William Hesketh Lever - soap-boiler, social reformer, MP, tribal chieftain, multi-millionaire and Lord of the Western Isles - was one of the most extraordinary men ever to leave his mark on Britain. Beliefs far ahead of their times - the welfare state, votes for women, workers' rights - jostled in his mind with ideas that were fantastically bonkers - the world's problems could be solved by moving populations from country to country, ballroom dancing could save the soul and the only healthy way to sleep was outdoors in the wind and the rain. Adam Macqueen traces Lever's footsteps from his humble Bolton boyhood to a business empire that straddled the world, visiting the homes and model towns from the Mersey to the Congo that still bear the mark - and often the name - of William Lever. It is a hilarious and touching journey that shines a spotlight on a world and a set of beliefs long gone, and asks several vital questions: where does philanthropy stop and social engineering begin? Is it right for an employer to dictate how his workers spend their weekends and hire private detectives to make sure they are doing it properly? Are the length of a lawn and the curve of a bannister of vital importance to the great scheme of things? And why would a multi-millionaire with half a dozen homes and property on four continents chose to sleep on the roof?
Author: Adam Macqueen
Publisher: Private Eye
To mark the 50th anniversary of the magazine in 2011, Adam Macqueen has produced a fascinating A-Z history of Private Eye.
The Folly of Fools
Author: Robert Trivers
Publisher: Basic Books
Explores the author's theorized evolutionary basis for self-deception, which he says is tied to group conflict, courtship, neurophysiology, and immunology, but can be negated by awareness of it and its results.
Author: Ian Leslie
Publisher: House of Anansi
Lying is an intrinsic part of our social fabric, but it is also a deeply problematic and misunderstood aspect of what makes us human. Ian Leslie takes us on a fascinating journey that makes us question not only our own relationship to the truth, but also virtually every daily encounter we have. On the way he dissects the history of the lie detector, how parents affect their children’s attitude to lying (and vice versa), Who Wants to Be a Millionaire?, the philosophical ambiguity of telling the truth, Bill Clinton’s presentational prowess, Wonder Woman’s lasso of truth, and why we should be wary of anyone with more than 150 Facebook friends. Born Liars is thought-provoking, anecdotally driven narrative nonfiction at its best. Ian Leslie’s intoxicating blend of anthropology, biology, cultural history, philosophy, and popular psychology belies a serious central message: that humans have evolved and thrived in large part because of their ability to deceive.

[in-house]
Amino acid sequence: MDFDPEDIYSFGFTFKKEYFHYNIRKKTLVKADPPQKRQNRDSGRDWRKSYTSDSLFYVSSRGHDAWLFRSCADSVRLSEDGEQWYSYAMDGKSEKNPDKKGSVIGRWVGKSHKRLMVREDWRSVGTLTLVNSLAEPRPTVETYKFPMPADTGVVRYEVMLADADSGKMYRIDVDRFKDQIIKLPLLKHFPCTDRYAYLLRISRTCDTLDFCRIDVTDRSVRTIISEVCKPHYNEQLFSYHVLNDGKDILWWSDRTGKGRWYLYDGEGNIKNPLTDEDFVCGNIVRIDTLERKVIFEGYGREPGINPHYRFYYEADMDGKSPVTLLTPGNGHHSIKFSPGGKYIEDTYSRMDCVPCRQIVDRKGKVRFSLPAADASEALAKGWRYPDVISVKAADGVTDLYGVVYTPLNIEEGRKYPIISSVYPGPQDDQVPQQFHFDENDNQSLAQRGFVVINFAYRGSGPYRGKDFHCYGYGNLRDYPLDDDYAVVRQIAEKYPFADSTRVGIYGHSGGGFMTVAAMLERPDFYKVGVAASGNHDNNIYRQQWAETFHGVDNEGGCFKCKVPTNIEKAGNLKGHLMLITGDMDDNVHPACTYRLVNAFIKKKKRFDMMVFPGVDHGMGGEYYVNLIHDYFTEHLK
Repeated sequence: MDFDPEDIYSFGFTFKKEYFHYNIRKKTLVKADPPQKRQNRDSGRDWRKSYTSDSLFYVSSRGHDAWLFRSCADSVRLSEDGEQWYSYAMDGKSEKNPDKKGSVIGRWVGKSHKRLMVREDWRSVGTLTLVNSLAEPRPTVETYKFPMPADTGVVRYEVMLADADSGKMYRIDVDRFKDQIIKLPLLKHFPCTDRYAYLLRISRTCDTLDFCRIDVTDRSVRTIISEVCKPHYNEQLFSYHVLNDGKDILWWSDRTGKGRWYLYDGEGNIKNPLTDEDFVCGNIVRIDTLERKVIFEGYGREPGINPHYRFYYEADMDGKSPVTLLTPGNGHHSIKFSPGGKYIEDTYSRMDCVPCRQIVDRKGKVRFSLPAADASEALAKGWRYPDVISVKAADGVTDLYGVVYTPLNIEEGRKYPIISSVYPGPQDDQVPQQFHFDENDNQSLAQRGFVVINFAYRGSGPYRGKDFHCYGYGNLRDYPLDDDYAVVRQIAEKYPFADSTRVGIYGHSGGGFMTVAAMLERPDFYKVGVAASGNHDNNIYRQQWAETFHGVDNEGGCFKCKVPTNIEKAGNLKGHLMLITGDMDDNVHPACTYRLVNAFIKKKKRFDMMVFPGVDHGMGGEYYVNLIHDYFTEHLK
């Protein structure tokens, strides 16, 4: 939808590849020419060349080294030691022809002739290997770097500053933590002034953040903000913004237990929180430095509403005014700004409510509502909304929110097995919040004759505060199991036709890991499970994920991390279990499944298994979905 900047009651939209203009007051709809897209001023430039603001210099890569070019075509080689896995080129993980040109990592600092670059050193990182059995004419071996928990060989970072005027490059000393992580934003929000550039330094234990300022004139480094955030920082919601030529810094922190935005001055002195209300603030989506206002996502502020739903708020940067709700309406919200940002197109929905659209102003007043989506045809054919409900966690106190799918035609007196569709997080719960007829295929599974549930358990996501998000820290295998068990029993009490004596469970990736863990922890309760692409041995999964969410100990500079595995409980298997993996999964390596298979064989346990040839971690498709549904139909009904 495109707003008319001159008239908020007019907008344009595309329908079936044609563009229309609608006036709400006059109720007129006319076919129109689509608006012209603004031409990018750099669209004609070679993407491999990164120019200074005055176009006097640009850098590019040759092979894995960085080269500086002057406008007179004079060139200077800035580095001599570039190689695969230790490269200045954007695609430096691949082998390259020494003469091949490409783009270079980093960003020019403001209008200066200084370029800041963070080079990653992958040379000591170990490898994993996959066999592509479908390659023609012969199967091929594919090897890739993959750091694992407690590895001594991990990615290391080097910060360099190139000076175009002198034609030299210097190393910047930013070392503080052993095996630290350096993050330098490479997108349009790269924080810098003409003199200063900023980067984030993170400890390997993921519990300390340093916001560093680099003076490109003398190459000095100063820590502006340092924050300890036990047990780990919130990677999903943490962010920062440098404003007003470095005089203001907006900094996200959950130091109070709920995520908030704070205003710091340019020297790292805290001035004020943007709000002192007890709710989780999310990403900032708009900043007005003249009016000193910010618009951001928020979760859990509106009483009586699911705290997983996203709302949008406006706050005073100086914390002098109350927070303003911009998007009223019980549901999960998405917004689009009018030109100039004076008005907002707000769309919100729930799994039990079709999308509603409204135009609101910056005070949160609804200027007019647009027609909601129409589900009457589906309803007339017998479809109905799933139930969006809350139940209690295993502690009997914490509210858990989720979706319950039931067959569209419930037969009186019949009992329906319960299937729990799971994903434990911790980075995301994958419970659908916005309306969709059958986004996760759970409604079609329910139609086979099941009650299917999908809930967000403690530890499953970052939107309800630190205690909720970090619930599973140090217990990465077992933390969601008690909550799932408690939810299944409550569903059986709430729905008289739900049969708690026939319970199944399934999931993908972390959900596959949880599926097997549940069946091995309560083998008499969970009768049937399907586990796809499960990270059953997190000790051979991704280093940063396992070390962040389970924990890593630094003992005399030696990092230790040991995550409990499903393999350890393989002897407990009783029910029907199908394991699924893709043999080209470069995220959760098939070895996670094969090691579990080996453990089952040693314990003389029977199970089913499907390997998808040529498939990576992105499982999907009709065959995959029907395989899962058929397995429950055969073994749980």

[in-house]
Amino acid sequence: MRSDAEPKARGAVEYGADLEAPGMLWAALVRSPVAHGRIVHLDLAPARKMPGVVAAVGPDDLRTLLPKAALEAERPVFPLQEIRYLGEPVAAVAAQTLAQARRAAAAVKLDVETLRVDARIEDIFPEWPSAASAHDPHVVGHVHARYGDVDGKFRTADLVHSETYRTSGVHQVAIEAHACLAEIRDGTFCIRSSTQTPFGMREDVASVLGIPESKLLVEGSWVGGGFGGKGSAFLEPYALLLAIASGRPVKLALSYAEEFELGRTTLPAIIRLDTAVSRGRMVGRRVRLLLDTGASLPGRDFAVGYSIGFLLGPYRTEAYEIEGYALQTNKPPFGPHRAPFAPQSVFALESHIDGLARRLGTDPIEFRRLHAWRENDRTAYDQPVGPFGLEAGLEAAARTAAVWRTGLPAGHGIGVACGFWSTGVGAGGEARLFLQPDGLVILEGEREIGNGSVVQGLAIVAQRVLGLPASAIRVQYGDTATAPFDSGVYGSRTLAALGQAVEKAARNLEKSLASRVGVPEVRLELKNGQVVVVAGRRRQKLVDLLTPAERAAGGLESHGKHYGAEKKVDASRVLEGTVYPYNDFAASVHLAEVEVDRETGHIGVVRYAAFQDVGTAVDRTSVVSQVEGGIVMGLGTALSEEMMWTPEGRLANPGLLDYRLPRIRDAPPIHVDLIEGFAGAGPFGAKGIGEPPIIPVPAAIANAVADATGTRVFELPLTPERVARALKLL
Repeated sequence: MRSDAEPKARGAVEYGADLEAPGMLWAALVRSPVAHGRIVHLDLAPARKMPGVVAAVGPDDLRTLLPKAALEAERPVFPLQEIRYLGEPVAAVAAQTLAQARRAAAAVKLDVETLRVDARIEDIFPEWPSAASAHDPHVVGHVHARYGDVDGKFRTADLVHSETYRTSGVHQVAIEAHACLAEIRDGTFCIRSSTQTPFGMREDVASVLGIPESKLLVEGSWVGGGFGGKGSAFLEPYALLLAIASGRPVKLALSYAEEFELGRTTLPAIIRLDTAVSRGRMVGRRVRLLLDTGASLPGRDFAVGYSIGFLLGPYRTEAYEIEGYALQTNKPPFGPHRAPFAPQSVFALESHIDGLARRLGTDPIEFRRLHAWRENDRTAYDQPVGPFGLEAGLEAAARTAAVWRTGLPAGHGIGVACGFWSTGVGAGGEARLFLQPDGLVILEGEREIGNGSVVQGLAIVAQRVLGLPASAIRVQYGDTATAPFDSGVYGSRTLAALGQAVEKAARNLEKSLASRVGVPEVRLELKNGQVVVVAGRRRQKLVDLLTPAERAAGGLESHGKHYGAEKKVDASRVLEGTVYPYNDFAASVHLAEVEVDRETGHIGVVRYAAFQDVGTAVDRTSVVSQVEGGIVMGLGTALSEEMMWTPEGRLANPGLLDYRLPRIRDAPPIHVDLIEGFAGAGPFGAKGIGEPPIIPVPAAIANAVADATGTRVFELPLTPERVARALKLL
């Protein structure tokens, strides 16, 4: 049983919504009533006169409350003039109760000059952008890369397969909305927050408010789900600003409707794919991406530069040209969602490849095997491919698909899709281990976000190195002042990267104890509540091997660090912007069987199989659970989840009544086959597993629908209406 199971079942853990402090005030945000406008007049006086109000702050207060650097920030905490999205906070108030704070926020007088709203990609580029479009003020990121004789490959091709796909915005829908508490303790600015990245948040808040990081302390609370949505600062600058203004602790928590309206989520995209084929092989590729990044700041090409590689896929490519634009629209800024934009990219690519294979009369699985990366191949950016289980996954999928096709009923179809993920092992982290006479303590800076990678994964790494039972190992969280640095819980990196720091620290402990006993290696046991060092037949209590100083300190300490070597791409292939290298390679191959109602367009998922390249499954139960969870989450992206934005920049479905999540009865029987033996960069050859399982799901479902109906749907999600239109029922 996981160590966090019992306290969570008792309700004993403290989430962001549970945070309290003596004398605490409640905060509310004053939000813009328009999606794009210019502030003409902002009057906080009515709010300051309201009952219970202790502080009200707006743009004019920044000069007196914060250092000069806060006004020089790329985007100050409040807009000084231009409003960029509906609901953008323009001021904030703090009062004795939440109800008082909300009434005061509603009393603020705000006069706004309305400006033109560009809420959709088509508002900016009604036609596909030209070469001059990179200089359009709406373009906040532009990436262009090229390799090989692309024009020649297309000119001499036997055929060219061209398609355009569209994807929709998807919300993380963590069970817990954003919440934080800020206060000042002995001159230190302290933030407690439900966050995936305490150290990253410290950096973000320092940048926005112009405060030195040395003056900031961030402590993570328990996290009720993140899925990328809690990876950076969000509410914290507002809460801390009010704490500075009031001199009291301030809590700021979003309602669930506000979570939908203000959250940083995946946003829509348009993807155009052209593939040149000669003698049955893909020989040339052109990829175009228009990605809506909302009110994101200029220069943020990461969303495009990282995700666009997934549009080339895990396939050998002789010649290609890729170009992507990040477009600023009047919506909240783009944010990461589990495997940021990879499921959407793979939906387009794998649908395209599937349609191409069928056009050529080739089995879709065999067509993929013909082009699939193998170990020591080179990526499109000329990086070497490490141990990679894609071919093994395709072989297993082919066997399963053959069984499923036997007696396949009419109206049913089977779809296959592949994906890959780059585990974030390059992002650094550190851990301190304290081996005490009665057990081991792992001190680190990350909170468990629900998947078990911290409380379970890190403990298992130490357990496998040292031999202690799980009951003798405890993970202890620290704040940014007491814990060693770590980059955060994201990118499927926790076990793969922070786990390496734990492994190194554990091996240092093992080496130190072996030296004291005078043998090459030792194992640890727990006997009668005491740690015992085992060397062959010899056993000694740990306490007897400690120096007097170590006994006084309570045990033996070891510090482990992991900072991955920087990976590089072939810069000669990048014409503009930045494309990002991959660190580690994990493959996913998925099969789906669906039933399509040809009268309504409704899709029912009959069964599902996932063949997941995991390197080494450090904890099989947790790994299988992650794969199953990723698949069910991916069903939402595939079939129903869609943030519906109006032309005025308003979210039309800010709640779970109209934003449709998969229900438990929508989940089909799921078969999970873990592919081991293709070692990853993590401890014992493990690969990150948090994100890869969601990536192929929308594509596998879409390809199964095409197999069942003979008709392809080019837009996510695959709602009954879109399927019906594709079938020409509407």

Author: Richard Brooks
Why Leaders Lie
Author: John J. Mearsheimer
Publisher: Oxford University Press
Presents an analysis of the lying behavior of political leaders, discussing the reasons why it occurs, the different types of lies, and the costs and benefits to the public and other countries that result from it, with examples from the recent past.
Author: Scott McClellan
With unprecedented candour, one of George W Bush's closest aides takes readers behind the scenes of the Bush presidency, and what exactly happened to take it off course. Scott McClellan was one of a few Bush loyalists from Texas who became part of his inner circle of trusted advisers, and remained so during one of the most challenging and contentious periods of recent history. Drawn to Bush by his commitment to compassionate conservatism and strong bipartisan leadership, McClellan served the president for more than seven years, and witnessed day-to-day exactly how the presidency veered off course. In this refreshingly clear-eyed book, written with no agenda other than to record his experiences and insights for the benefit of history, McClellan provides unique perspective on what happened and why it happened the way it did, including the Iraq War, Hurricane Katrina, Washington's bitter partisanship and two hotly-contested presidential campaigns. He gives readers a candid look into what George W Bush is and what he believes and into the personalities, strengths, and liabilities of his top aides. Finally, McClellan looks to the future, exploring the lessons this presidency offers the American people as they prepare to elect a new leader.